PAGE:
The addition of the suffixes “ninjagofiretemple”, “starwarsmillenniumfalcon”, “starwarsadventcalendar” or “spacecenter” are not relevant and will not have any impact on the overall impression of the dominant part of the names “LEGO”, instantly recognizable as a world famous trademark. In Dr. Ing. h.c. F. Porsche AG v. Rojeen Rayaneh, WIPO Case No. D2004-0488 it was stated that it is a long-established precedent that confusing similarity is generally recognized when well-known trademarks are paired up with different kinds of generic prefixes and suffixes. As the Complainant has, or previously had, specific products named, LEGO Ninjago Fire Temple, LEGO STAR WARS Millennium Falcon, LEGO STAR WARS Advent Calendar and LEGO Space Center the suffixes are rather fitted to strengthen the impression that the disputed domain names belong to, or are affiliated with the Complainant. In LEGO Juris A/S v. school, WIPO Case No. D2011-0639 it was stated that “[t]he disputed domain name consists of the [c]omplainant's trade mark in its entirety, together with a mark under which an extremely successful product line has been sold for over a decade. Far from resolving any confusion caused by the use of the term “LEGO”, the addition of the term “Starwarsets” actually exacerbates it.”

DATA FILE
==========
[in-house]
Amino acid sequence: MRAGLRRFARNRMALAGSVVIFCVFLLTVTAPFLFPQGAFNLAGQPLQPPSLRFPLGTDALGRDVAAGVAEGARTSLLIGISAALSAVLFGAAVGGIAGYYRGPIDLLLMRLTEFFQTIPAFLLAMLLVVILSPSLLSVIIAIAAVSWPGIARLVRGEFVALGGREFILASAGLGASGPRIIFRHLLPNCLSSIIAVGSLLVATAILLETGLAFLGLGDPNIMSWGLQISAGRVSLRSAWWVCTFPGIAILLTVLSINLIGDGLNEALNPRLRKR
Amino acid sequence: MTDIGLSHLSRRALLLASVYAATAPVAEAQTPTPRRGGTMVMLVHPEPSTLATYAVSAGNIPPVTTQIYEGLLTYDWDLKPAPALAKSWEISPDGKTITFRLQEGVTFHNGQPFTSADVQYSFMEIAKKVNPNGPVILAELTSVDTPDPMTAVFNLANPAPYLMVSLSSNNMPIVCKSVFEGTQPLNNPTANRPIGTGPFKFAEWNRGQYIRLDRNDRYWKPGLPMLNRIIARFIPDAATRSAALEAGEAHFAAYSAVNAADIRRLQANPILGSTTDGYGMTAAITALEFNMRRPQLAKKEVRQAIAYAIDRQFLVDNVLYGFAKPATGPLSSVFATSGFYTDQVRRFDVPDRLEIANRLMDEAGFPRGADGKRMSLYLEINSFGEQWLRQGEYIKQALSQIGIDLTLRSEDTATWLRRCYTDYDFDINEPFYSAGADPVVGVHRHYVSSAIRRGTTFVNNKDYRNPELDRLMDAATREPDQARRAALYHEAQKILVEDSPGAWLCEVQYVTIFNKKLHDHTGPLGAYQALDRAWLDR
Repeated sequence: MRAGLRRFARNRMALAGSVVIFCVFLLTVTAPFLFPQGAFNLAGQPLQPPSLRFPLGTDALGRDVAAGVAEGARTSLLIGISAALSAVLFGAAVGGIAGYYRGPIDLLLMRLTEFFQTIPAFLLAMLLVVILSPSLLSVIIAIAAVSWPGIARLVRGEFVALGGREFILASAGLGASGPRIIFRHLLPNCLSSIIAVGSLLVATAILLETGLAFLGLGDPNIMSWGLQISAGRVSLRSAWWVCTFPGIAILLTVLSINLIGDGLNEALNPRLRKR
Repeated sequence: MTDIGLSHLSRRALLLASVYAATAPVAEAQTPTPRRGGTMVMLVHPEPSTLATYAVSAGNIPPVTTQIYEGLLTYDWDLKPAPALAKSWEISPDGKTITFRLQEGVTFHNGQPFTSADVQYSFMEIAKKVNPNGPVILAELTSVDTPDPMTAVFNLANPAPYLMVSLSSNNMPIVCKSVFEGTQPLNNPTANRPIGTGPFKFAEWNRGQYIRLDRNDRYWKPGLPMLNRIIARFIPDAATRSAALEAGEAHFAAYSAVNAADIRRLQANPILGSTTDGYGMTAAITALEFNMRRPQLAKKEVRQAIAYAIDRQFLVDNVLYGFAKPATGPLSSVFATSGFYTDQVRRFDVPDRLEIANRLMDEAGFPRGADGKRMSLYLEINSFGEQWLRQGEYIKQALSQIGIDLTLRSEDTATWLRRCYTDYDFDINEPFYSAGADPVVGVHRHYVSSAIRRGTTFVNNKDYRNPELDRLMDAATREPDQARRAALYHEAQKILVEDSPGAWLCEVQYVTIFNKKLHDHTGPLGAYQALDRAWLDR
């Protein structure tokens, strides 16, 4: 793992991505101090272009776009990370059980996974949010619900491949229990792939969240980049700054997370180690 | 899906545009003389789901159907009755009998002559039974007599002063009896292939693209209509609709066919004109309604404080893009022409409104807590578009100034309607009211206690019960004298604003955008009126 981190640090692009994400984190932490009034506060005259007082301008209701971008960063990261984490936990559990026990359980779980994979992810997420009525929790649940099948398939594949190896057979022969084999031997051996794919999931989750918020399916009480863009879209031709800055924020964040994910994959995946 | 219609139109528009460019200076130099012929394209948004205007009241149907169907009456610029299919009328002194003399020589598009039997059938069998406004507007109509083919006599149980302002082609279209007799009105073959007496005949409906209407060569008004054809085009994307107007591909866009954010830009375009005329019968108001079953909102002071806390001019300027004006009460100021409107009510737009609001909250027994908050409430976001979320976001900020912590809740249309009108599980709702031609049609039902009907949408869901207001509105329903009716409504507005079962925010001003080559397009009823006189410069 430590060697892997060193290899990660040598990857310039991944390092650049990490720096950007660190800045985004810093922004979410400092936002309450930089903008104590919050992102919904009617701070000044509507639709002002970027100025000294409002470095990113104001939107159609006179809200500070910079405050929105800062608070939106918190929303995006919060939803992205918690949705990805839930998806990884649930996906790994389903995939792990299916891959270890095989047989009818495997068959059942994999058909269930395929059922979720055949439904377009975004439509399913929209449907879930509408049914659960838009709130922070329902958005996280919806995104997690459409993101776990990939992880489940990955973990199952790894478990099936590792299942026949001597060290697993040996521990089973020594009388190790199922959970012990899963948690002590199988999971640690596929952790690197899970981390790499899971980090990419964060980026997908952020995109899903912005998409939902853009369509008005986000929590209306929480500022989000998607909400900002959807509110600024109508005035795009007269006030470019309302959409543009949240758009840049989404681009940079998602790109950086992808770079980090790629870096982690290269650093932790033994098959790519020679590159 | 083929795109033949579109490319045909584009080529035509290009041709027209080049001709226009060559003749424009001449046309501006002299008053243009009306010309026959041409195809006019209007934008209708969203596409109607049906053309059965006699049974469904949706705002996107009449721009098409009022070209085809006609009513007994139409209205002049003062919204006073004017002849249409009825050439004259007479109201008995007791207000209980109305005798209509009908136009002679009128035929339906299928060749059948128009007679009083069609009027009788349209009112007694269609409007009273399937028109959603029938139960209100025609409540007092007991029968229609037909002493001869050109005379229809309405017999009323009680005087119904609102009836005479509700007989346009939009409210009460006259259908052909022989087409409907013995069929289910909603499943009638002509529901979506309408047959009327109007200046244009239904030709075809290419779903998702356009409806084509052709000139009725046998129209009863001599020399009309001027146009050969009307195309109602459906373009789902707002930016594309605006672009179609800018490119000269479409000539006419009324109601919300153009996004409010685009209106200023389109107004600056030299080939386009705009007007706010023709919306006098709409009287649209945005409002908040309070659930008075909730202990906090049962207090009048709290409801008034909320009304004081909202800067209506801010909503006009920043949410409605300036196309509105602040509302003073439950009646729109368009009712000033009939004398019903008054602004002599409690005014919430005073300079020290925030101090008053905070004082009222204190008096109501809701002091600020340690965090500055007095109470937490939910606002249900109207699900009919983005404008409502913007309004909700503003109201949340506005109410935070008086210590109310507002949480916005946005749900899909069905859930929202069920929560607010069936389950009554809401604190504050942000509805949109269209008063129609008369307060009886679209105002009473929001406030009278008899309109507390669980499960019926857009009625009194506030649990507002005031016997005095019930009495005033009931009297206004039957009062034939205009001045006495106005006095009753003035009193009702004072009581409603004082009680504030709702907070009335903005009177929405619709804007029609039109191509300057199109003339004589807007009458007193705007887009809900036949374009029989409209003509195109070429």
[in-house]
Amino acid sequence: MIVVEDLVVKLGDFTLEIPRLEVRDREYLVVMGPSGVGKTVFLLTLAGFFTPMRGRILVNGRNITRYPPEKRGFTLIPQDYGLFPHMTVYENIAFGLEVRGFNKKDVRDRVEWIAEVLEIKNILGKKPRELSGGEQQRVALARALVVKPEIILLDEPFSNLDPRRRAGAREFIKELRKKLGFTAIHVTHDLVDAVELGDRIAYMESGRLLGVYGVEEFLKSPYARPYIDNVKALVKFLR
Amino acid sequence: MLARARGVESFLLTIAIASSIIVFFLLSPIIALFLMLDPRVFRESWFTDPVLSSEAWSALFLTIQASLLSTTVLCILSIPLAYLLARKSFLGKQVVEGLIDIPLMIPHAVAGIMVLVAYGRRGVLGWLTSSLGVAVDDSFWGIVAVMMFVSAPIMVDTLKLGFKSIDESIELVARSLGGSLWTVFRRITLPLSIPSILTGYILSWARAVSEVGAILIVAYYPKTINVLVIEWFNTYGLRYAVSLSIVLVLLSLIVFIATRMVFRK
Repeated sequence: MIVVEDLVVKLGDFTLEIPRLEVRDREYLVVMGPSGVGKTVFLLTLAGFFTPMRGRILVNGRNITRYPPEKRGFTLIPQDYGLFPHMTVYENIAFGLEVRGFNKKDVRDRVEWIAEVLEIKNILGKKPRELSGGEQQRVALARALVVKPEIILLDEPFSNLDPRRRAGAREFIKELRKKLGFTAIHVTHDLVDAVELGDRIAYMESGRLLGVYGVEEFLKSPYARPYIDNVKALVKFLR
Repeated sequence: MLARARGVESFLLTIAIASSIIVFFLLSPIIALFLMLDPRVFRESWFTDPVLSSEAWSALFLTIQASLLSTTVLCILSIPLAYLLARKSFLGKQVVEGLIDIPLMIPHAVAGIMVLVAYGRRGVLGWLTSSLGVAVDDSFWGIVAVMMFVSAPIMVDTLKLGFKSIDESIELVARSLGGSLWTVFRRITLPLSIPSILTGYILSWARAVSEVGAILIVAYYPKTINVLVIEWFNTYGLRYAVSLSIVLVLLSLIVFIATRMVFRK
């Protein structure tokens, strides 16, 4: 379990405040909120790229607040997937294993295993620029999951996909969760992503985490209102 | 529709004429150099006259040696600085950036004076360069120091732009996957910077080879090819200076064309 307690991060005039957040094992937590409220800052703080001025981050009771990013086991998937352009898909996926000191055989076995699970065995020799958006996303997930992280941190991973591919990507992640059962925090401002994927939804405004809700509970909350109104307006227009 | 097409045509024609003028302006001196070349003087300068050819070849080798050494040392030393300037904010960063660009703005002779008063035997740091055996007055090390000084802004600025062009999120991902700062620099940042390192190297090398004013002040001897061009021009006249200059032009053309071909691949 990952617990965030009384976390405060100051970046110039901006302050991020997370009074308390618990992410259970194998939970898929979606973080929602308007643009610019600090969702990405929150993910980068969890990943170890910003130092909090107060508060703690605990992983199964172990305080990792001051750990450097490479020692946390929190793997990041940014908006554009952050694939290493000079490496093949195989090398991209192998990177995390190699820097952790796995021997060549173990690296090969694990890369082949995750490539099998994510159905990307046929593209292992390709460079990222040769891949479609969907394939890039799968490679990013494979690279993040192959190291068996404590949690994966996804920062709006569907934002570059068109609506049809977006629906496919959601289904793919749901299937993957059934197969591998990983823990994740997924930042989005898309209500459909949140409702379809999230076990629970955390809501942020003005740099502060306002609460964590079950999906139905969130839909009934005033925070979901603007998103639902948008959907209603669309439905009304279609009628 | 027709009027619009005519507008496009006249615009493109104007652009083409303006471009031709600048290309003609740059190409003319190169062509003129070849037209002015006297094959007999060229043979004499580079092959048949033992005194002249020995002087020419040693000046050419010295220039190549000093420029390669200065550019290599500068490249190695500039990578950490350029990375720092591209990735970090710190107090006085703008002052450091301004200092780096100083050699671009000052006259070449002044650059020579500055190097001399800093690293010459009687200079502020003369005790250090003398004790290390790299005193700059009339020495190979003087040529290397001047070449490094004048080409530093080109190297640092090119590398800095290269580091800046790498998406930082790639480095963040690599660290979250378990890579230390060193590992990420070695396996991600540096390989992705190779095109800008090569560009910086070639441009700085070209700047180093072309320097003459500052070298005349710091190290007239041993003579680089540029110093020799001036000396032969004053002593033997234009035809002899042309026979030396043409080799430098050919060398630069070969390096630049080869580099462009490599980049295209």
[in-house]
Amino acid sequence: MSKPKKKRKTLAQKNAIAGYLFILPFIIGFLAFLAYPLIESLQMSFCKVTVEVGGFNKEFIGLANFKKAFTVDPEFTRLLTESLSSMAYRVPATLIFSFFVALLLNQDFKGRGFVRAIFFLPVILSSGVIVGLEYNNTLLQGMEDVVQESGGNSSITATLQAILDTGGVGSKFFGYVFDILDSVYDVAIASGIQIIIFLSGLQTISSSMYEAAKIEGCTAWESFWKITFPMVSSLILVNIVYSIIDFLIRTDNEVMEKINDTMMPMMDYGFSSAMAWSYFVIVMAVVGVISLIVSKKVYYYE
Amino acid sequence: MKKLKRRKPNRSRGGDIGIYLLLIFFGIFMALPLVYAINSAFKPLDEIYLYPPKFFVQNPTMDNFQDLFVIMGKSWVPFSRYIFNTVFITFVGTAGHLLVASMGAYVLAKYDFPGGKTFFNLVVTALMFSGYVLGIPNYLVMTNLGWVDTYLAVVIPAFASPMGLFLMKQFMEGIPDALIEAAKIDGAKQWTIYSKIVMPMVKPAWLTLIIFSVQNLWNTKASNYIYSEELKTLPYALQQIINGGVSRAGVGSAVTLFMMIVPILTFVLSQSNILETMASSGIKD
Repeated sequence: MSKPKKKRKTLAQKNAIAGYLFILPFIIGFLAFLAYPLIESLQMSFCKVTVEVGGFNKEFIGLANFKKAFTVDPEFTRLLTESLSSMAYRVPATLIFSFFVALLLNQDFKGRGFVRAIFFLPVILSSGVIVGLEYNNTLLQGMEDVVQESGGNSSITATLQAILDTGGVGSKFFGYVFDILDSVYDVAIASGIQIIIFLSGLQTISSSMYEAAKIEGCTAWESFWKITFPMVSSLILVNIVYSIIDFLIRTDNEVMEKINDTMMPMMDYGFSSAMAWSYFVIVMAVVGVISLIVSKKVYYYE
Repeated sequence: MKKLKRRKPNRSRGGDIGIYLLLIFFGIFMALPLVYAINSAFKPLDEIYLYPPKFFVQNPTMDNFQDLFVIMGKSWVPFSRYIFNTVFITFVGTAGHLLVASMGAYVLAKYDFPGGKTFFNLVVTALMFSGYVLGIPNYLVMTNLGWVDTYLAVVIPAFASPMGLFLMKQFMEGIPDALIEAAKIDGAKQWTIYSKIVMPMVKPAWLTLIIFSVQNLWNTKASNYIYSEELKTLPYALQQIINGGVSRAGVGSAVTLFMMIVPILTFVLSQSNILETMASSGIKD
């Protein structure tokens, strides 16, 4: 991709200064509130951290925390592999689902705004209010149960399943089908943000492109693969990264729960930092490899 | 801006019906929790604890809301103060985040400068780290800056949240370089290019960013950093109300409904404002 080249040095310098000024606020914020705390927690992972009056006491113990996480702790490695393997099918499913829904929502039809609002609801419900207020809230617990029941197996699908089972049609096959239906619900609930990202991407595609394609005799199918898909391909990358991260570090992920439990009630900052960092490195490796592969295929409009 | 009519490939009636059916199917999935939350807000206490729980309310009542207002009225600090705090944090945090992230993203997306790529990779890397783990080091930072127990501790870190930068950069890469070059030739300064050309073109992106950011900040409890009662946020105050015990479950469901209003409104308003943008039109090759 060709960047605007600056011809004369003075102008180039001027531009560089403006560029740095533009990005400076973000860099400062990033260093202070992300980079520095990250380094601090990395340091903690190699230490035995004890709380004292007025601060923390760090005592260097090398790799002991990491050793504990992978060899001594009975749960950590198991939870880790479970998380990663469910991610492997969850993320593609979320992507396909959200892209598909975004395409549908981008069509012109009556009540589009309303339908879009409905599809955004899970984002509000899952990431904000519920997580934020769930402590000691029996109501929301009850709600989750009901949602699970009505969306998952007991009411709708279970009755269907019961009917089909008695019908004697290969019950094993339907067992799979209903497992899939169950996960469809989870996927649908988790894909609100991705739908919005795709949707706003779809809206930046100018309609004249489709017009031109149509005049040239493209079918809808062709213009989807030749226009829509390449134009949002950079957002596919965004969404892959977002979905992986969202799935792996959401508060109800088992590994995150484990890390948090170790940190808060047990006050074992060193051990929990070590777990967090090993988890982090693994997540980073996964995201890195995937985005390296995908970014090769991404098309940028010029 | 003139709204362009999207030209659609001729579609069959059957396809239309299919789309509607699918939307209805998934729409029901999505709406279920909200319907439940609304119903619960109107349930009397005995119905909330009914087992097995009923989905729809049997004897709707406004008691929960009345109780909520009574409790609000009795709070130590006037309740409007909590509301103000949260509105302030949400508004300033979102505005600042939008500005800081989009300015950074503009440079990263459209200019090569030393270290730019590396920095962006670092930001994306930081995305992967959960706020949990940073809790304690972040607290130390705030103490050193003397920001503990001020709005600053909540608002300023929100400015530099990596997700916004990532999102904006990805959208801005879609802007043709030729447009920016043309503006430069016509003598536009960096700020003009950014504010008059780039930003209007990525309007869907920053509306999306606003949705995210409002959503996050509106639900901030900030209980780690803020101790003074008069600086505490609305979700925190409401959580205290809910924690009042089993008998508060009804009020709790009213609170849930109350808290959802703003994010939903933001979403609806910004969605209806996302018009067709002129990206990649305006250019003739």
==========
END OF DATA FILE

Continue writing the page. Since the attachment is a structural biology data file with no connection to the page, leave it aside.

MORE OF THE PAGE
The addition of the top-level domains “.org” or “.net” does not have any impact on the overall impression of the dominant portion of the disputed domain names and is, therefore, irrelevant to determine the confusing similarity between the trademark and the domain names.

Anyone who sees the domain names are bound to mistake them for names related to the Complainant. The likelihood of confusion includes an obvious association with the trademark of the Complainant. With reference to the reputation of the trademark LEGO there is a considerable risk that the trade public will perceive the disputed domain names either as domain names owned by the Complainant or that there is some kind of commercial relation with the Complainant. By using the trademark as a dominant part of the disputed domain names, the Respondent exploits the goodwill and the image of the trademark, which may result in dilution and other damage for the Complainant’s trademark. Persons seeing the disputed domain names, even without being aware of the content, are likely to think that they are in some way connected to the Complainant, (“initial interest confusion”).